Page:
Finally, variety in exercise is better than repetition.

*  *  *

You'll find many more fascinating details in the article forwarded by our son-in-law: https://www.vice.com/en_us/article/ne5zg8/this-is-the-effect-working-out-has-on-your-bones

May 1, 2020

Free Weights or Machines, Which Is Better?

A: It depends. They both have their place.

I started at about 13 using my father's barbell set. A few years later, I raised my sights from simply becoming bigger and stronger to Olympic weightlifting. We moved to a larger house and upgraded my home gym with a York Olympic Barbell set, squat racks, and a flat bench. Some years later, I took on Powerlifting and added a Bench Press bench and upgraded our adjustable dumbbells to 100 pounds or more. We also purchased a York power rack around that time.

That was it for a decade or more, when Carol and I added Mini-Gym Isokinetic machines which control speed allowing the user to provide the resistance, and does so with each and every repetition as your muscles fatigue. Importantly, performance monitors allow you to track progress.

When I turned my interest to over-40 physique competition, we added several Nautilus and other machines and a full rack of dumbbells.


Wayne Gallasch took this photo of me pressing heavy dumbbells on our decline bench in 1983.

Presently, we have home and office gyms with a full complement of free weights, benches, kettlebells, resistance bands, and machines.

I tell you this, because I believe all of these forms of resistance training provide the overload necessary to build strength and muscle mass. There is no "one" best way to build strength and muscle. If you train your body progressively and allow time for recovery and growth they all work. A key factor is to provide enough variety to maintain motivation.

There are, of course, differences to keep in mind.

Transfer of Strength: Machines have a specific movement path, while free weights allow you the flexibility to mimic specific activities you want to train. Examples are swinging a golf club or kicking a football.

Some say that's the primary advantage of free weights. Arthur Jones of Nautilus machine fame disagrees.

Arthur says that "almost" the same as in competition provides negative transfer, which complicates and wastes time. He says the general strength transfer provided by a machine or a standard lifting motion is best. That skill training is specific and requires no overload.

I'm inclined to agree with Arthur. Do the basic exercises, AND THEN practice your sport.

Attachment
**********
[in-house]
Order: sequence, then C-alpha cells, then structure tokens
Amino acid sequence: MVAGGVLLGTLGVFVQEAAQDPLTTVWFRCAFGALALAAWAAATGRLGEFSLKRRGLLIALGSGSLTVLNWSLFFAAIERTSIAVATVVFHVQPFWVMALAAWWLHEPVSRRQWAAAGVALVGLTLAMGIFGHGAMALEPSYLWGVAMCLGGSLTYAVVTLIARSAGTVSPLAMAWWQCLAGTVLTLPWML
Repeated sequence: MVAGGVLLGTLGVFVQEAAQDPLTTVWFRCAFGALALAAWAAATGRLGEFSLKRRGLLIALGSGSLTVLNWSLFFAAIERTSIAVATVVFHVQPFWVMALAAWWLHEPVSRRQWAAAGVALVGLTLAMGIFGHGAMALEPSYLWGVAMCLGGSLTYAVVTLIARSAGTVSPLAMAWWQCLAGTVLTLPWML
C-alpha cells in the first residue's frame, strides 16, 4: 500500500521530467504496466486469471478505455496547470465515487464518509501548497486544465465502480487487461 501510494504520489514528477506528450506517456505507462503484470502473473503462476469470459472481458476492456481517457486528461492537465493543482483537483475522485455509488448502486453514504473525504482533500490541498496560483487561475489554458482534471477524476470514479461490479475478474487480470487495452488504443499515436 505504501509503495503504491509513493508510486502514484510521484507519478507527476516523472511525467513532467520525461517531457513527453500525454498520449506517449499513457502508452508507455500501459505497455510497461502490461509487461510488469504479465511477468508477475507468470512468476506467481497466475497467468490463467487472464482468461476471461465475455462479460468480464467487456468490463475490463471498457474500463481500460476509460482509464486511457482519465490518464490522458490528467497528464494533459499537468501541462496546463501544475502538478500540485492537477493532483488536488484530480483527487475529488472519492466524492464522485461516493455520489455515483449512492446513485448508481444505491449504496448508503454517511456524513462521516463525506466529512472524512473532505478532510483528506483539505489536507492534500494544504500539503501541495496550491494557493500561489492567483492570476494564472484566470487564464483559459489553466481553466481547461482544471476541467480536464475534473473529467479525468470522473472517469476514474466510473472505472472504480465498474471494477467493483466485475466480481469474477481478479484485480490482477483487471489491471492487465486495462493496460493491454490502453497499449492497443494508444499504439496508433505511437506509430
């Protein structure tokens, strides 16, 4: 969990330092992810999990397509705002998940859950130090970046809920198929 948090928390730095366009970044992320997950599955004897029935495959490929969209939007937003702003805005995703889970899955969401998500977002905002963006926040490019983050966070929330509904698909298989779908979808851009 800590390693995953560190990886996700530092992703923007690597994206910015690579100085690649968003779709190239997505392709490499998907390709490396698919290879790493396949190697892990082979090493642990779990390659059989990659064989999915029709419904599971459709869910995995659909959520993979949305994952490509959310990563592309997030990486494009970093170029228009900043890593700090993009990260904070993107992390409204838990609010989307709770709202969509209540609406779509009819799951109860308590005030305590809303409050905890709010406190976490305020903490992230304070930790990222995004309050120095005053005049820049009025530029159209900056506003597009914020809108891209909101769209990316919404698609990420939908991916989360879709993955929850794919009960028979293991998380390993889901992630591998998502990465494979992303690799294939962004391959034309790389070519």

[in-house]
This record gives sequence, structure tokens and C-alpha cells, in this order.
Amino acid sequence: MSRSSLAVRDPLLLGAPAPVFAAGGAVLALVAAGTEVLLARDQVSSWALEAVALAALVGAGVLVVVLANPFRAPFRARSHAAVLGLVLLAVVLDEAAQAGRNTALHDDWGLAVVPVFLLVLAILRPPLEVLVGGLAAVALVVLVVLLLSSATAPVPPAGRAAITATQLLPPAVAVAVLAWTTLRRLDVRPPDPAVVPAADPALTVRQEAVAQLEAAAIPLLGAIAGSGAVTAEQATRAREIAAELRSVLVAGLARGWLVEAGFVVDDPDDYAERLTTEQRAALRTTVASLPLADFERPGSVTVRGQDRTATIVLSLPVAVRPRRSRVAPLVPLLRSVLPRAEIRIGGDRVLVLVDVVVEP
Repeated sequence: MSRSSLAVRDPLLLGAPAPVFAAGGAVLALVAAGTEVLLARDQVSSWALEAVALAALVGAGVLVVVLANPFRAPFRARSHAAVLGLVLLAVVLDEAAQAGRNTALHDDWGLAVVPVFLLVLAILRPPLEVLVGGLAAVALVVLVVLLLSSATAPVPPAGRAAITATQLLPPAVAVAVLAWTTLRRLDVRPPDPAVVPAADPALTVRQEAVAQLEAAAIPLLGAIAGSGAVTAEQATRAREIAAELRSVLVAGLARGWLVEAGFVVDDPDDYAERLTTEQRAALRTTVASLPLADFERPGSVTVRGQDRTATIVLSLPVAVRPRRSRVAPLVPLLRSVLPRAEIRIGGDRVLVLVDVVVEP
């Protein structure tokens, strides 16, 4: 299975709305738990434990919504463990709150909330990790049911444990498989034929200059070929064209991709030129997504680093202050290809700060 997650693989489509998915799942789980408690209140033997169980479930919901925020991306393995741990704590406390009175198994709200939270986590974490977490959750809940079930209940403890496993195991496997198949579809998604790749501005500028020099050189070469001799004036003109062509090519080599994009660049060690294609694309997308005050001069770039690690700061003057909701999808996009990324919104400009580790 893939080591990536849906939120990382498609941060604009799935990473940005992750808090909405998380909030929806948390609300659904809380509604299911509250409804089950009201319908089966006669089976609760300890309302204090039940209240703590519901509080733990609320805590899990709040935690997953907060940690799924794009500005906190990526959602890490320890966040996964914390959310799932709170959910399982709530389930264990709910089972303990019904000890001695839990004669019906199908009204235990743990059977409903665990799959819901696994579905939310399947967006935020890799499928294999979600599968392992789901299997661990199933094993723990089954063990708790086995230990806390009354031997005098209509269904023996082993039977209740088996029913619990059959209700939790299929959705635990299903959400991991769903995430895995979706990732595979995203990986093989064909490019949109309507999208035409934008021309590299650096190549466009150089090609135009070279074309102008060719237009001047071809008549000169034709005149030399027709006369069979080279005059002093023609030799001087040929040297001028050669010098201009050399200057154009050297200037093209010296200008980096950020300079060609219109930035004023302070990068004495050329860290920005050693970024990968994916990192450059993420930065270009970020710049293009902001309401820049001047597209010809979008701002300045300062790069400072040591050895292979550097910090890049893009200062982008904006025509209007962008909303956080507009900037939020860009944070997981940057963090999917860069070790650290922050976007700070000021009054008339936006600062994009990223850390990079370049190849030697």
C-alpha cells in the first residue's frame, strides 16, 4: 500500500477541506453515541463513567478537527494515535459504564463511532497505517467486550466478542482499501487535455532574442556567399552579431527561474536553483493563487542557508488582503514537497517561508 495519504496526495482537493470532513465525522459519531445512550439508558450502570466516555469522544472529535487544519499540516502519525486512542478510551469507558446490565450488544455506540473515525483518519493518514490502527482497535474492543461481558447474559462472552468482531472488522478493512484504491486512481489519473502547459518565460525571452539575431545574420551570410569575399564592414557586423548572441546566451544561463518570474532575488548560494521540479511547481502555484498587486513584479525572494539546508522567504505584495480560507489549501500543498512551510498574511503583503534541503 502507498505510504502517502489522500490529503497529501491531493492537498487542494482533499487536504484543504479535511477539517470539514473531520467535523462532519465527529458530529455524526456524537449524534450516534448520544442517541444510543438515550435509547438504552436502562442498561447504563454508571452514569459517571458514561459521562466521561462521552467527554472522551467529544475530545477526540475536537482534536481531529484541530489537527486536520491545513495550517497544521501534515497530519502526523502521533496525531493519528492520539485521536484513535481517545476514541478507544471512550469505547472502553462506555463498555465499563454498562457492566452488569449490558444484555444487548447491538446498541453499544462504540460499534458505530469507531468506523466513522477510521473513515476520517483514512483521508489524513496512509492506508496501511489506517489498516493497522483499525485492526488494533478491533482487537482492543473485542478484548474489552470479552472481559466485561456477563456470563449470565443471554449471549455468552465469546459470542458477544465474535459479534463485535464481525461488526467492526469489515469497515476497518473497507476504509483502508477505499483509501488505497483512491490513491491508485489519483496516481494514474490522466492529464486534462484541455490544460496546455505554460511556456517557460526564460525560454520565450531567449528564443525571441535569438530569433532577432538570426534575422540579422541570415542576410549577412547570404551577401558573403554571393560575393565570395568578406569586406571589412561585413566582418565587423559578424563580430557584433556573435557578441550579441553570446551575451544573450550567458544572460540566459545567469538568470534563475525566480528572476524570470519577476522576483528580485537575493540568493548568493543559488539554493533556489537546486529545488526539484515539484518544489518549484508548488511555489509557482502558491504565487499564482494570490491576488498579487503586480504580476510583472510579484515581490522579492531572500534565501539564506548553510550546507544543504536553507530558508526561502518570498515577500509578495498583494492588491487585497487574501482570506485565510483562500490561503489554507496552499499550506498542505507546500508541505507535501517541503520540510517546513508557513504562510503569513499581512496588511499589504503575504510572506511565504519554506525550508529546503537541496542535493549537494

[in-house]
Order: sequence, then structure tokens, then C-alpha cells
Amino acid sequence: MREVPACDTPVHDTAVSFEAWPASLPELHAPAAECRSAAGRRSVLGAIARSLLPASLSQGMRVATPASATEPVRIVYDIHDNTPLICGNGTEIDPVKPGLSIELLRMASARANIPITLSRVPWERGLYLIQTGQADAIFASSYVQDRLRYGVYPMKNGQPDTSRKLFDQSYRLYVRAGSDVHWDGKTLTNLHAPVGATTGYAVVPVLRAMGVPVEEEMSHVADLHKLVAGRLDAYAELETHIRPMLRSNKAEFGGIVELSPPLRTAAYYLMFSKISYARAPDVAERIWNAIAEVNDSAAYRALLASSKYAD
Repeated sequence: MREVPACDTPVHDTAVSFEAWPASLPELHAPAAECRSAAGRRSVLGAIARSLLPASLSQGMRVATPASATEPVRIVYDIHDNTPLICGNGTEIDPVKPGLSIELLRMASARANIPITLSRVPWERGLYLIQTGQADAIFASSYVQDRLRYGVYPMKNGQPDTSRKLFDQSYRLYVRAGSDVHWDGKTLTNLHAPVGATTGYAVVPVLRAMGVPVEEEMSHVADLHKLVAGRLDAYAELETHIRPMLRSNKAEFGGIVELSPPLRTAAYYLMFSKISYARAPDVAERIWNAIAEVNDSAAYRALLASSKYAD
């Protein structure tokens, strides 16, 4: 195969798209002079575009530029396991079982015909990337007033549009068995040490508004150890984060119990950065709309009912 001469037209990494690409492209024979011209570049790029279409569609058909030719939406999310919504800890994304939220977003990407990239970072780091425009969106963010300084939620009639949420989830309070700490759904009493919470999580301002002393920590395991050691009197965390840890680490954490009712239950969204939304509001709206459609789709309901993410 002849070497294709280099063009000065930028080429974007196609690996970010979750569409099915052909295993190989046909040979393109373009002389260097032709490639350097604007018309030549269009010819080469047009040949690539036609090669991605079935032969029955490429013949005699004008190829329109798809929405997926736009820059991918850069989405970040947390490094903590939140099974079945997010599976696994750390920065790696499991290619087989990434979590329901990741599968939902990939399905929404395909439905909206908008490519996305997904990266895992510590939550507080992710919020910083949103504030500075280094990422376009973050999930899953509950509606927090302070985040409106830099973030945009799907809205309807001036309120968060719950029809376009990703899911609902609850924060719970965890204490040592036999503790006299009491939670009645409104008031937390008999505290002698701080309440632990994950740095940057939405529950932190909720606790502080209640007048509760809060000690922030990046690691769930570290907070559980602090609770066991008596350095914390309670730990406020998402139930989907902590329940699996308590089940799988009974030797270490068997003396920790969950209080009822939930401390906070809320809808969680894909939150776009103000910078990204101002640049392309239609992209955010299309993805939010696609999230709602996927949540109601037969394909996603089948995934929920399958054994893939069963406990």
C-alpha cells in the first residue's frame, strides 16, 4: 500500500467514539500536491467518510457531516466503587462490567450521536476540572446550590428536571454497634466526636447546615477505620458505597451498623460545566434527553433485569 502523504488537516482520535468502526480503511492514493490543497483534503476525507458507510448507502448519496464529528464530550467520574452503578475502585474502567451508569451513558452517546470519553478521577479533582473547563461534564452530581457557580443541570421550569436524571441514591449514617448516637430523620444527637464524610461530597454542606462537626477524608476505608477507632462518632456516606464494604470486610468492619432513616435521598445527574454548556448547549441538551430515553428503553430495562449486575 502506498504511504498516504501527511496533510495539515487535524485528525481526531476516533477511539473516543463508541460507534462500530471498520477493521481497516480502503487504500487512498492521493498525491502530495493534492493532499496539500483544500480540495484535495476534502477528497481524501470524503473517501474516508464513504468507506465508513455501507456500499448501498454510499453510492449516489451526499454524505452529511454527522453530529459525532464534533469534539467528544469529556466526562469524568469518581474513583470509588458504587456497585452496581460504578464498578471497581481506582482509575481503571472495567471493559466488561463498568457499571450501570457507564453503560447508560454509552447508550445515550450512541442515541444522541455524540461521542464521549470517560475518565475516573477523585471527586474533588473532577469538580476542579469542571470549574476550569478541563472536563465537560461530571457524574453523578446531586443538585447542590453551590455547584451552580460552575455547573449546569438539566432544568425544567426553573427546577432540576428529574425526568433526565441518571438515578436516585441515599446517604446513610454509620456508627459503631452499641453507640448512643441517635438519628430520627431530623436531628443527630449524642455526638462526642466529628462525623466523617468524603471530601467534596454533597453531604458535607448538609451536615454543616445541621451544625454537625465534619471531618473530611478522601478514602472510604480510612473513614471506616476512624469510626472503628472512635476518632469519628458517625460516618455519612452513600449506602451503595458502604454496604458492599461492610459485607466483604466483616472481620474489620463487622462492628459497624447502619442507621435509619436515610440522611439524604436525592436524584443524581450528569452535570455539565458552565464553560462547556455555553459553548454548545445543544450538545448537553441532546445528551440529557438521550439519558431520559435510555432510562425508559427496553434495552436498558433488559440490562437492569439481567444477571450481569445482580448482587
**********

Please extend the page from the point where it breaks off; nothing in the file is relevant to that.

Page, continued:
You decide.

Injury Risk: You are less likely to hurt yourself with a weight machine, than with free weights. While injuries can occur using weight machines, they are more likely to come from overly aggressive free weight training.

You're not likely to hurt yourself either way if you control the weight thru the full range of motion, up and down.

Cost: Machines are costly. No doubt about it.

If you're on a budget equipping your home gym, keep in mind that all you really need is a barbell, dumbbells, an adjustable bench, a squat rack, and perhaps a chin-up bar.

A full range of dumbbells is, of course, expensive. An answer is to buy Power Block dumbbells that can be adjusted from 10 to 100 pounds or more. For smaller jumps, you can add magnet weights.

Those who are new to resistance training should probably look for a reasonably priced fitness center that has both free weights and machines, and pay a personal trainer to show you the ropes. After that, you can decide whether you want to train at home or in a fitness center.

Except for a brief time after coming back from basic training at Lackland Air Force Base in Texas, I have always trained at home. At the beginning, all I had to go by was Strength & Health magazine. I taught myself the three Olympic lifts (press, snatch and clean & jerk) by looking at the photos. (My dad taught himself how to pole vault, so it may be in our genes.)

I had some great training partners during my Olympic lifting days, but I've trained alone most of the time. That has kept me from letting my competitive urges get me in trouble. I am definitely a self-starter.

I have friends who thrive on the atmosphere of a gym. Training alone would squelch their motivation.

Again, you decide.

April 1, 2020

Walking Versus Coffee for Brain Stimulation--and Mood Enhancement?

A: I've often said that my best ideas come while walking--and that walking lifts my spirits. I've also written that I drink 1 to 3 cups of coffee on most days. (Carol doesn't drink coffee.)

We now have new studies testing both claims. The first study compares the effects of walking and coffee. The second focuses on mood.

The first study finds that both walking and coffee stimulate brain function, and may complement each other, but that walking alone seems to be the best option.

Researchers from Western University in London, Ontario, Canada and the University of British Columbia in British Columbia, Canada compared the effects of walking and coffee on working memory and reported their findings in the December, 2019, Nature Scientific Reports.

Led by Anisa Morava, Exercise and Health Psychology Lab at Western University, the researchers looked at 50 participants, aged 18 to 40, half of whom drank coffee regularly. They tested their ability to quickly process and recall information under three different conditions: after 20 minutes of brisk walking; after consuming about as much caffeine as found in a cup of coffee; and then neither intervention as a control.

They found that 20 minutes of brisk walking improved working memory as much as a dose of caffeine. This was true for both coffee drinkers and non-coffee drinkers, suggesting that exercise could benefit people regardless of whether they rely on coffee to stay alert.